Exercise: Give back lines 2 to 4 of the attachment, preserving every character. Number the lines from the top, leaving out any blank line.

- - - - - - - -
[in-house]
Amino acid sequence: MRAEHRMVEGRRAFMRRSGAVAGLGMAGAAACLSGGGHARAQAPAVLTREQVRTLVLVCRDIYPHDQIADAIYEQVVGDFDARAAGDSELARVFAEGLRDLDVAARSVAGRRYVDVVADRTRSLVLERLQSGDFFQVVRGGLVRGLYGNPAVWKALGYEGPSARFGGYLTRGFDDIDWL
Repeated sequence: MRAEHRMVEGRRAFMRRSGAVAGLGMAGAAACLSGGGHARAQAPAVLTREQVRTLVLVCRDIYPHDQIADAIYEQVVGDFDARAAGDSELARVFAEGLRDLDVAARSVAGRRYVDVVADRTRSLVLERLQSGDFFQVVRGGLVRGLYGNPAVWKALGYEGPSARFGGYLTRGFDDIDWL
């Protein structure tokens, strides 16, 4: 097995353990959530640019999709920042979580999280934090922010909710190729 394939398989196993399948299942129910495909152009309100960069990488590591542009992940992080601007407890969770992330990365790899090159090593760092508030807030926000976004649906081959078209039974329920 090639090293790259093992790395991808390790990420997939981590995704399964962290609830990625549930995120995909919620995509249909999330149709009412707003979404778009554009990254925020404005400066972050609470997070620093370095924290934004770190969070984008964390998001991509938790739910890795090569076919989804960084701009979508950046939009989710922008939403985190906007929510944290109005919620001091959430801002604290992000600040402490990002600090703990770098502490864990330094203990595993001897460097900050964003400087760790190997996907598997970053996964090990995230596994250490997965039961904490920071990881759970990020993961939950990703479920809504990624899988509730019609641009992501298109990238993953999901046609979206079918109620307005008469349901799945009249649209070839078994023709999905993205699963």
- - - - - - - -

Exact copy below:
Amino acid sequence: MRAEHRMVEGRRAFMRRSGAVAGLGMAGAAACLSGGGHARAQAPAVLTREQVRTLVLVCRDIYPHDQIADAIYEQVVGDFDARAAGDSELARVFAEGLRDLDVAARSVAGRRYVDVVADRTRSLVLERLQSGDFFQVVRGGLVRGLYGNPAVWKALGYEGPSARFGGYLTRGFDDIDWL
Repeated sequence: MRAEHRMVEGRRAFMRRSGAVAGLGMAGAAACLSGGGHARAQAPAVLTREQVRTLVLVCRDIYPHDQIADAIYEQVVGDFDARAAGDSELARVFAEGLRDLDVAARSVAGRRYVDVVADRTRSLVLERLQSGDFFQVVRGGLVRGLYGNPAVWKALGYEGPSARFGGYLTRGFDDIDWL
């Protein structure tokens, strides 16, 4: 097995353990959530640019999709920042979580999280934090922010909710190729 394939398989196993399948299942129910495909152009309100960069990488590591542009992940992080601007407890969770992330990365790899090159090593760092508030807030926000976004649906081959078209039974329920 090639090293790259093992790395991808390790990420997939981590995704399964962290609830990625549930995120995909919620995509249909999330149709009412707003979404778009554009990254925020404005400066972050609470997070620093370095924290934004770190969070984008964390998001991509938790739910890795090569076919989804960084701009979508950046939009989710922008939403985190906007929510944290109005919620001091959430801002604290992000600040402490990002600090703990770098502490864990330094203990595993001897460097900050964003400087760790190997996907598997970053996964090990995230596994250490997965039961904490920071990881759970990020993961939950990703479920809504990624899988509730019609641009992501298109990238993953999901046609979206079918109620307005008469349901799945009249649209070839078994023709999905993205699963």